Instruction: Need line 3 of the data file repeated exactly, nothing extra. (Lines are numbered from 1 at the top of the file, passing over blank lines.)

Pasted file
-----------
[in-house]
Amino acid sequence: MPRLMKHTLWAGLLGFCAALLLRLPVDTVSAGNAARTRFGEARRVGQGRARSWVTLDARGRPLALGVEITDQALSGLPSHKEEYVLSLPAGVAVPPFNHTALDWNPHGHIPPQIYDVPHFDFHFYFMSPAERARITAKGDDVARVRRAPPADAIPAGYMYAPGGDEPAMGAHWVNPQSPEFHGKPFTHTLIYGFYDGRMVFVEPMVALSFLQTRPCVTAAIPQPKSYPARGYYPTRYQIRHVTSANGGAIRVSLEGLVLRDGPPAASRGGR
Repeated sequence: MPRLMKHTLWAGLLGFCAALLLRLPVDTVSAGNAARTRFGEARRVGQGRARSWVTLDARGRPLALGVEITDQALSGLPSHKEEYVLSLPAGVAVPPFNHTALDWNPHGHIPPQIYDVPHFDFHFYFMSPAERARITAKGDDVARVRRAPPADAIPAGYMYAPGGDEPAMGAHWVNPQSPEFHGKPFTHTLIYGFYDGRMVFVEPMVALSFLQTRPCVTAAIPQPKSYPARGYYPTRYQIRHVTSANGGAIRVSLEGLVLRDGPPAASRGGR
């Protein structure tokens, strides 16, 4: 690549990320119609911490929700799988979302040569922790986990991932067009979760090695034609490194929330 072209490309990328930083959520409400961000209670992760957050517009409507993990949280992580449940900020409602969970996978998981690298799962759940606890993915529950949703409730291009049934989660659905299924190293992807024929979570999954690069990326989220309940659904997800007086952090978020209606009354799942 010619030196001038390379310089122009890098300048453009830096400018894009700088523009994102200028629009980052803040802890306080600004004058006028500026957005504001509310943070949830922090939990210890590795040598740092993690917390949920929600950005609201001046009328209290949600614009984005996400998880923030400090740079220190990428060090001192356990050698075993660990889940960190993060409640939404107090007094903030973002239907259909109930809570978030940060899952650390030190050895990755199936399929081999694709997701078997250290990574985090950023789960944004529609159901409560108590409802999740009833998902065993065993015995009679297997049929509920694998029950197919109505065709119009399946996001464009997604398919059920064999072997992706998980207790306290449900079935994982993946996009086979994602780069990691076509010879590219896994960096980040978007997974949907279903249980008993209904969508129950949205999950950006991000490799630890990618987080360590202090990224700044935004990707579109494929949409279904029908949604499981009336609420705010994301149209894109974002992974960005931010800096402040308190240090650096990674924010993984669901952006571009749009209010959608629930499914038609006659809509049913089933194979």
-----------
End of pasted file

Repeated sequence: MPRLMKHTLWAGLLGFCAALLLRLPVDTVSAGNAARTRFGEARRVGQGRARSWVTLDARGRPLALGVEITDQALSGLPSHKEEYVLSLPAGVAVPPFNHTALDWNPHGHIPPQIYDVPHFDFHFYFMSPAERARITAKGDDVARVRRAPPADAIPAGYMYAPGGDEPAMGAHWVNPQSPEFHGKPFTHTLIYGFYDGRMVFVEPMVALSFLQTRPCVTAAIPQPKSYPARGYYPTRYQIRHVTSANGGAIRVSLEGLVLRDGPPAASRGGR